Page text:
“My dad used to say, every time some girl had a baby, some guy left town,” McCue says. But that’s not why he left town.
After graduating from high school, McCue joined the Marines and served in combat during Vietnam. Then he spent 35 years as a sheet-metal worker before retiring three years ago.
Now he spends his time as a walking encyclopedia of local lore and has been known to regale total strangers at the drop of a hint. Few others could point out the trackside shamble that was once the Crowhurst Siding, a special rail-passenger landing constructed so that industrialist George Pullman could visit his lady friend Jessie Dean Gillett, daughter of cattle baron John Dean Gillett. The landing permitted Pullman to travel from Chicago to her home without getting mud on his boots.
Before Elkhart appeared on a map, McCue explains, the settlement was known as Elkhart Grove. Some maps show it as Latham’s Settlement. James Latham and his son, Richard, came to the area in 1819 and planted their first corn crops in 1821. A field on Elkhart’s north side has been in grain production ever since, according to McCue. The Lathams built a cabin on the hill, near what was already known as Edwards Trace. Dating back to prehistoric times, the trace was a visible dip in the land, a trail from Cahokia past Springfield and Elkhart and ending in Peoria, worn down by early animals moving from shelter to shelter, water source to water source. Indians traveled the same way, following the wild game. “John Latham built some rental cabins, trying to get more people to move in. Richard built Kentucky House, the first inn in Logan County. In the field in front of that, he built a four-horse grain mill,” McCue says. Horses turned the millstone. “At the time, to get to a water mill, farmers had to travel down to Cahokia. The water mill at New Salem had not yet been built.” Descendants of the Lathams are buried in the Latham family cemetery, not far from the site of John Latham’s original cabin and some distance from Elkhart Cemetery.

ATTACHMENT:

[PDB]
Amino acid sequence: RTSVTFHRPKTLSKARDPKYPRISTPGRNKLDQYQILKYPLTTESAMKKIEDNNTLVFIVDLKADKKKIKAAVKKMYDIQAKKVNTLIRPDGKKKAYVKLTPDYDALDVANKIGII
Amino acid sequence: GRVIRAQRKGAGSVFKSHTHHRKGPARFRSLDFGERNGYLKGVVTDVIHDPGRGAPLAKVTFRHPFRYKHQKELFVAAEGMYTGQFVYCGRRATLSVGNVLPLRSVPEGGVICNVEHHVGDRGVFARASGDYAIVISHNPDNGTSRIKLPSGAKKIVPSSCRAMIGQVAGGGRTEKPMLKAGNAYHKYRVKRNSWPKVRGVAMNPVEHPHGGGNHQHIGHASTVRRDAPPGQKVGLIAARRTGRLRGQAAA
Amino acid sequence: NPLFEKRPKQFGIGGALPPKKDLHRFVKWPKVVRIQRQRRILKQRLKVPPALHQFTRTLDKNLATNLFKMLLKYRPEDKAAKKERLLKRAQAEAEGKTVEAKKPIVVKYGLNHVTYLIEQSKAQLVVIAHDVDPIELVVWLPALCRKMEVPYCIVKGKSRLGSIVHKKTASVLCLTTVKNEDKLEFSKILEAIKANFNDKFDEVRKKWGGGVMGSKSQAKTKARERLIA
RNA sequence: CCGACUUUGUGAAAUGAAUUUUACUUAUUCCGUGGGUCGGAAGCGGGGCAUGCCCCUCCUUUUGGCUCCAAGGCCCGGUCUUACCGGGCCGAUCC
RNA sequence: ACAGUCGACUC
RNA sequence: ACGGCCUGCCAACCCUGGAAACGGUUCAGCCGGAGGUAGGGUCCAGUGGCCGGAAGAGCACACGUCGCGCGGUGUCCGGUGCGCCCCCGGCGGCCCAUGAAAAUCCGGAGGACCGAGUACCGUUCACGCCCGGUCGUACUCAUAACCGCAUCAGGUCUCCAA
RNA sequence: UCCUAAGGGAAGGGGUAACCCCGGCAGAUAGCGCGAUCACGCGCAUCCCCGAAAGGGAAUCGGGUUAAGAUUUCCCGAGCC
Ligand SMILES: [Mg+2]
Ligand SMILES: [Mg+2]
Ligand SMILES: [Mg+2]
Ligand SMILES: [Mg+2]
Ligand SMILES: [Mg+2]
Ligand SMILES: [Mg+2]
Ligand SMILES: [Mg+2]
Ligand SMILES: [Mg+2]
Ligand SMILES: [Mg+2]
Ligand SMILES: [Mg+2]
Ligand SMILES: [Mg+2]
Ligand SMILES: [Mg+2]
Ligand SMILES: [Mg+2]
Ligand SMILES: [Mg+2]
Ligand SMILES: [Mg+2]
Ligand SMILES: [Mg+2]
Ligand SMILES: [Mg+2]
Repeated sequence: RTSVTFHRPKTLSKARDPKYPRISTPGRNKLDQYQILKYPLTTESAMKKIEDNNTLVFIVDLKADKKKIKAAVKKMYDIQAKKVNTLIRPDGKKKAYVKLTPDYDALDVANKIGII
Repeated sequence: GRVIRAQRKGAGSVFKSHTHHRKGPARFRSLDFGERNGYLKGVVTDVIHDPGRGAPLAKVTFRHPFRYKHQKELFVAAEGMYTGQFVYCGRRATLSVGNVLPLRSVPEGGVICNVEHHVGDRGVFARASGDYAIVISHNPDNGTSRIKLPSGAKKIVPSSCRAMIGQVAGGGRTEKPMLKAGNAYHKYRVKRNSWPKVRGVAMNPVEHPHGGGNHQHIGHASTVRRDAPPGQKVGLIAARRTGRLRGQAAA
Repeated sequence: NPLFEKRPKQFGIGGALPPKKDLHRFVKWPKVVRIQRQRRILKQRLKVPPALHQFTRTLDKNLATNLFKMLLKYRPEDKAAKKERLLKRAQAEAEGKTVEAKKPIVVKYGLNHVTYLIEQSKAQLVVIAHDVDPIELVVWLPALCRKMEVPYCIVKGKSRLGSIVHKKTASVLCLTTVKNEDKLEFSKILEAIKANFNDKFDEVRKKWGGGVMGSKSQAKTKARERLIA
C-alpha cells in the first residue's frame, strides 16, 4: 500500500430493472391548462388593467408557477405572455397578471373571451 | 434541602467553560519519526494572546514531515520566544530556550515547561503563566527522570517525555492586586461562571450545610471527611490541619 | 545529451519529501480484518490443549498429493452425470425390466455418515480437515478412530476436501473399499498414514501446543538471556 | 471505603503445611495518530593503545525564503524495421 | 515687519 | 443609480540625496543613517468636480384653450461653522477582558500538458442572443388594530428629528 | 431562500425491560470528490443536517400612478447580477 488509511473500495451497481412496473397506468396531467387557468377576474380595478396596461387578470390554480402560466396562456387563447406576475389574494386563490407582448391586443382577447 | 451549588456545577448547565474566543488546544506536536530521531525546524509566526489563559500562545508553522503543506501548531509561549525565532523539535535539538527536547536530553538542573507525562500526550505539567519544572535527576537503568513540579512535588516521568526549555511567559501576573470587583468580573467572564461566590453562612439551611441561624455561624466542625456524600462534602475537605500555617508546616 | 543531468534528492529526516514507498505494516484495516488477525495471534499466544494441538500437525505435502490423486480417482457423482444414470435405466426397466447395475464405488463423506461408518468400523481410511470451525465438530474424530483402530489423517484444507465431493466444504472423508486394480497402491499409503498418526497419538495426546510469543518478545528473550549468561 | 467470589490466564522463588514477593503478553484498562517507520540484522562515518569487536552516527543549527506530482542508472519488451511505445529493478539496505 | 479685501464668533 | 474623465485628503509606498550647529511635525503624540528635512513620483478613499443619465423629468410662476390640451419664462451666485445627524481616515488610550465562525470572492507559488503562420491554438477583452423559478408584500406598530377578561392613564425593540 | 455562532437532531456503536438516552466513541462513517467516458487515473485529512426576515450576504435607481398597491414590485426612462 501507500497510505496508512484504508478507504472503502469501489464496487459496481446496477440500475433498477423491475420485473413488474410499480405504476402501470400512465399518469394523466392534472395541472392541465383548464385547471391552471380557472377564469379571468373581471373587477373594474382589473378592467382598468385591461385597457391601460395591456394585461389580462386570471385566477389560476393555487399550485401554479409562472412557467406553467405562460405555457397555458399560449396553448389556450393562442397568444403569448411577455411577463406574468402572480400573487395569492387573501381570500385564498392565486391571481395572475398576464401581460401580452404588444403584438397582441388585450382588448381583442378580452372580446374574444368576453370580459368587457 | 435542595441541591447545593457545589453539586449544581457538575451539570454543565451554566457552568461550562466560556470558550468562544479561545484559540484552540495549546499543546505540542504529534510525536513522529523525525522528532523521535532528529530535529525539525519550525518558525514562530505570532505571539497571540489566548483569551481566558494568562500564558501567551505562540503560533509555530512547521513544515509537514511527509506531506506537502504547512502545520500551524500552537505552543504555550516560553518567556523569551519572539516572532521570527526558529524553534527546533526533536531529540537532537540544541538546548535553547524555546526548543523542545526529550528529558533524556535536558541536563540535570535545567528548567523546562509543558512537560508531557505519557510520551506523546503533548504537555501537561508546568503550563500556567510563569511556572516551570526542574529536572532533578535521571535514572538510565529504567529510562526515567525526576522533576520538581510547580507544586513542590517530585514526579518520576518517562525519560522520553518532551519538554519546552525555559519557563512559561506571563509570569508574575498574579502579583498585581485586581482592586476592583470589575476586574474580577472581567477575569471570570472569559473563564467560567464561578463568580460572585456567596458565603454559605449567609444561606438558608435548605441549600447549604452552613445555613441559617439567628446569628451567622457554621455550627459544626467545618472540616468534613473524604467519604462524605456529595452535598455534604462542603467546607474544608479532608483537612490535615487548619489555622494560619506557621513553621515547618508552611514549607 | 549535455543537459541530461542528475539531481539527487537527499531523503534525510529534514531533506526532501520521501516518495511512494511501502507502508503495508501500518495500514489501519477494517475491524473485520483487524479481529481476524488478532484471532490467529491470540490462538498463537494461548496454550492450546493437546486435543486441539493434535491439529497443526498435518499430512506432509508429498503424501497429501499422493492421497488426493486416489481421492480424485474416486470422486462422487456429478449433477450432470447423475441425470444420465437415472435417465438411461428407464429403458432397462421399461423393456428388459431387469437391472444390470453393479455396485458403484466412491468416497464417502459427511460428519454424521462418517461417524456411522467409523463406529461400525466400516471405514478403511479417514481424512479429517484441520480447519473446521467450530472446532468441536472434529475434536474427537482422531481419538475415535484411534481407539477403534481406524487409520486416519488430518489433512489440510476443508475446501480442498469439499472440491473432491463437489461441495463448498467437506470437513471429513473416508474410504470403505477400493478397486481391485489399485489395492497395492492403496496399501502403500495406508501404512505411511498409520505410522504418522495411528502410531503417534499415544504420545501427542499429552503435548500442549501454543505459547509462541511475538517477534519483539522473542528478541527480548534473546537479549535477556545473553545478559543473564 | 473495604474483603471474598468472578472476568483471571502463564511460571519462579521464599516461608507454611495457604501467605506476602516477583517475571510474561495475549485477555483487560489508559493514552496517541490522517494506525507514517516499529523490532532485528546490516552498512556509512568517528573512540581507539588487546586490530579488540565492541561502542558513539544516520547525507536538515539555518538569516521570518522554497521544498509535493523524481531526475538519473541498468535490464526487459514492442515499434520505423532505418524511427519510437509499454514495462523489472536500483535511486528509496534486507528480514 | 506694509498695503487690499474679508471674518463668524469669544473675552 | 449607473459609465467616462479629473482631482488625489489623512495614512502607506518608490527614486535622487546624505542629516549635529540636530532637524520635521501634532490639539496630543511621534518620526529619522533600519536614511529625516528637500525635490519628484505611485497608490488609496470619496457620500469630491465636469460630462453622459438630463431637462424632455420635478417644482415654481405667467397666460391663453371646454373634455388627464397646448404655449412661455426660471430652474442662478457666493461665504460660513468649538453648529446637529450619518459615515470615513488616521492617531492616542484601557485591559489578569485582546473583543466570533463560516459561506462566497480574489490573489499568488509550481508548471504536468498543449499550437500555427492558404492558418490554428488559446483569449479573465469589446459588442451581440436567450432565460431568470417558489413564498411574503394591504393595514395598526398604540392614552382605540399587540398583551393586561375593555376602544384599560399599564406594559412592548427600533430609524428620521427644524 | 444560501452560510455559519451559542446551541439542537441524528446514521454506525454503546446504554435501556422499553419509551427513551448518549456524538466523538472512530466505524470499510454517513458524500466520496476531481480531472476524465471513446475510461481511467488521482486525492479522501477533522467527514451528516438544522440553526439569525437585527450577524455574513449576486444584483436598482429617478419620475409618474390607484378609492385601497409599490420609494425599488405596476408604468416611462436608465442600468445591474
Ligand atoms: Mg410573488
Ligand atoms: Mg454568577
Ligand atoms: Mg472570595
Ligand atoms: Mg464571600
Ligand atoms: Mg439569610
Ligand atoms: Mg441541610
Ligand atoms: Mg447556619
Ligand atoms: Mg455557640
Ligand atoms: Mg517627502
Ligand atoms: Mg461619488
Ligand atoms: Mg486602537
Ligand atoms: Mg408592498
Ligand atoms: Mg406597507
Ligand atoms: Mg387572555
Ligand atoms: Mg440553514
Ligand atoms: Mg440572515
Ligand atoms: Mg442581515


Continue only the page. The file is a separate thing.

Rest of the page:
In 1848, John Shockey arrived and built a house on the hill. “The story goes that Shockey looked down from the hill on this area below and determined this would be a great place for a town,” McCue says. “When plans for the railroad came through, that cinched it.” John and Catharine Shockey formalized the settlement as a village in 1855. “He and Mrs. Shockey had 17 children in 23 years. I tell people that his greatest contribution was populating the area,” he says with a wink. There are still Shockey relatives living in the Elkhart area. For many years John and Catharine were buried at the summit, but they were reinterred after Elkhart Cemetery was established farther down the slope. The original grave markers, which replaced the cedar stumps believed to have been the first markers of the graves, remain silent sentinels at the top of Elkhart Hill. The village’s most prominent resident, John Dean Gillett, arrived from Pennsylvania in 1850 and began amassing 20,000 acres. Gillett is credited with introducing shorthorn cattle to Illinois and is said to have been the first American to export livestock back to Europe, McCue says. Much of Gillett’s land was used for grain. “Gillett hired farmers to mind the grain and bought it back to feed his cattle. When they had surplus grain, they sold it on the open market, and profits were shared with those who worked the land. One year, winter came early with lots of rain, which thoroughly soaked the corn before it could be harvested. His tenant farmers could expect no income from tons of grain about to rot. Gillette told his farmers to bring the grain in anyway. That same year, Hiram Walker, producers of fine whiskey, began in Peoria. They didn’t care if the corn was wet.” Today the Old Gillett Farm remains a private residence, but tours are available by appointment.
Three-time Illinois Gov. Richard J. Oglesby married Gillett’s oldest daughter, Emma, and retired to a palatial mansion on the hill, but the home was demolished some years ago after it was determined that the cost of restoration was prohibitively high. The Oglesbys are buried in the Oglesby Mausoleum at Elkhart Cemetery.
Capt. Bogardus, McCue’s great-great-grandfather, was born in Berne, N.Y., in 1833. “When he was 22 years old, he moved to a cabin on the Sangamon River by Petersburg. He was a carpenter by trade, but he hunted, and he became a market hunter.” A market hunter harvests wild game for mass consumption in large cities. “When the railroad came through Elkhart, he moved here in 1857 so he could ship birds in ice and oats and they could be to the market in Chicago and St. Louis on the same day. He hunted the hills, including where the cemetery is now,” McCue notes with obvious pride.